The first surgery date was cancelled due to the insurance approval not being completed in time. And, then the insurance company informed us that my primary care provider needed to be the one to submit the pre-authorization request, not the surgeon at Barnes. So, reset the 15 day clock and try again. After a couple weeks of waiting, surgery was rescheduled for mid-December. Because of my history of low platelets I had to see a hematologist at Barnes. I just happened to wear a Hoopeston tshirt to the appointment and her first question for me was “Are you from Hoopeston?” She had spent a couple years of high school there and was inspired to go into medicine by a teacher that was there when I attended about a decade later, small world. She prescribed a “steroid pulse”: 4 days of steroids to raise my platelet count. I also had an additional CT scan while I was in St. Louis, just to get a more recent image of the tumor. The radiologist was also able to visualize the lesion in my small intestine on that scan.
We had to be at the hospital at 5:30 am to check in for a 7:30 am scheduled surgery. Due to the wonders of modern medicine and narcotics, I don’t remember anything after speaking with the nurses and surgeon in the prep area until waking up in the recovery room and riding the elevator to my room. The initial prediction was that I would spend 3-4 days in the hospital before being discharged, but I ended up staying for 7 days due to some issues. I got to know some of the nursing and health care tech staff really well over that time.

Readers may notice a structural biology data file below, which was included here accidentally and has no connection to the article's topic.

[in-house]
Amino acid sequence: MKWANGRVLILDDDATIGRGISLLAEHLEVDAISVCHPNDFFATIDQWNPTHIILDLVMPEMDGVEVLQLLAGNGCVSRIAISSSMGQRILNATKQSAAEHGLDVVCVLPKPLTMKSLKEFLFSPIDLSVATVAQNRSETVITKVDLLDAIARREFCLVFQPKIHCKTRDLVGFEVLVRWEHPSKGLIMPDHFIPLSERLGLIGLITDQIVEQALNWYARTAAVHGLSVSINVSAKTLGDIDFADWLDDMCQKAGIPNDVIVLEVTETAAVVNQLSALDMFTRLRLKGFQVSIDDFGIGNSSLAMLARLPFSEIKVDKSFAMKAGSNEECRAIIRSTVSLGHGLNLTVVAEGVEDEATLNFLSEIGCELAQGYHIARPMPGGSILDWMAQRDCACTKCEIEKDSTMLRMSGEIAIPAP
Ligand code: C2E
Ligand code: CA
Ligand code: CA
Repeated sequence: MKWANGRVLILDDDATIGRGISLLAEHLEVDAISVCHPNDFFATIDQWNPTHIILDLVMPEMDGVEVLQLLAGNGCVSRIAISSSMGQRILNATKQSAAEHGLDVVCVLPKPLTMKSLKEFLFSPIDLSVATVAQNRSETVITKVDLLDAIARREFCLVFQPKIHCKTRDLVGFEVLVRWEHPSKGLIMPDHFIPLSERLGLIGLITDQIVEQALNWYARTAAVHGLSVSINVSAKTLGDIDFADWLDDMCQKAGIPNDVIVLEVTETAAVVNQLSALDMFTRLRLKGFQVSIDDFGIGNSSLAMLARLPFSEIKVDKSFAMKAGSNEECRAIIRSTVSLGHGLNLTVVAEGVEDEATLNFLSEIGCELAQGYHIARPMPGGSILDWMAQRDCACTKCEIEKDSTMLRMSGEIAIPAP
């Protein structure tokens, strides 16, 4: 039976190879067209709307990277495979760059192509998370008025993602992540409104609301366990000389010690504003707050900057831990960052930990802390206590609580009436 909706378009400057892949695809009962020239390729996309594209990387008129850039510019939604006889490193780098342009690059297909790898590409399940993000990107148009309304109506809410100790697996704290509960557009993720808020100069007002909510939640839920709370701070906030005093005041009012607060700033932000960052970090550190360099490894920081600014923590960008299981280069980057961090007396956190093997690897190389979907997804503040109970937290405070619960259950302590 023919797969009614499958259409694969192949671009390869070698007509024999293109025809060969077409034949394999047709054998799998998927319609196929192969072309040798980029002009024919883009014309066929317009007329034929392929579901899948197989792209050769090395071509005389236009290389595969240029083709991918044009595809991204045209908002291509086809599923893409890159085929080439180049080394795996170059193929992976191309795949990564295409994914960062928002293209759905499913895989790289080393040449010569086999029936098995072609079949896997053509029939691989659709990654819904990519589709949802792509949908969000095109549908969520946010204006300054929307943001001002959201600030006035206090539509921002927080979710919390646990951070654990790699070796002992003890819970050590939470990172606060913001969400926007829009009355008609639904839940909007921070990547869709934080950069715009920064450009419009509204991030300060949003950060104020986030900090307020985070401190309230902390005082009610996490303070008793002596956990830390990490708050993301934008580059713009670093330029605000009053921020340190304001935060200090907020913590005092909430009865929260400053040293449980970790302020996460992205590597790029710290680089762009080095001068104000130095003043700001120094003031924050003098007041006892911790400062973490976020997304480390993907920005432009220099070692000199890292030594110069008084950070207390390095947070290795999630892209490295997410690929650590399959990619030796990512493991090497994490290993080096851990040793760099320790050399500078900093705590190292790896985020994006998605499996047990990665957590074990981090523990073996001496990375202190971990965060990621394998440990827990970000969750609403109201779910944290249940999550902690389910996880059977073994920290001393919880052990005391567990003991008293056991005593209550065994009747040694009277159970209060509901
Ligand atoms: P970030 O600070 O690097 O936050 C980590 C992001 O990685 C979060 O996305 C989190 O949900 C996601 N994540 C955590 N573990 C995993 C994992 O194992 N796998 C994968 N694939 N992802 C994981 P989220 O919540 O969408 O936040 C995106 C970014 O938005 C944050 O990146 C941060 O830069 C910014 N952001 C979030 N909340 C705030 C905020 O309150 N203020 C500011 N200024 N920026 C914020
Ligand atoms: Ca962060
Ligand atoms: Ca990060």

I’m glad to be home, free of my mass and with a small intestine that is a few feet shorter than before. I’ve had excellent care from my wife, it’s amazing what 20 years of nursing experience and teaching can do. Sometimes she is Nurse Ratchet, but most of the time she’s a caring and helpful spouse. I also have to thank my parents, in-laws and aunt and uncle for all the help with the boys. And my Pack 98 scouting family for being so understanding while I’ve been out of commission as Committee Chair and Assistant Den Leader.
Now, we’re waiting to go back for a followup appointment in early January and getting back to work later in January. It will be a couple of months before I’m 100% again, but maybe I’ll be back to running a 5k in time for the 2018 Sweetcorn Festival.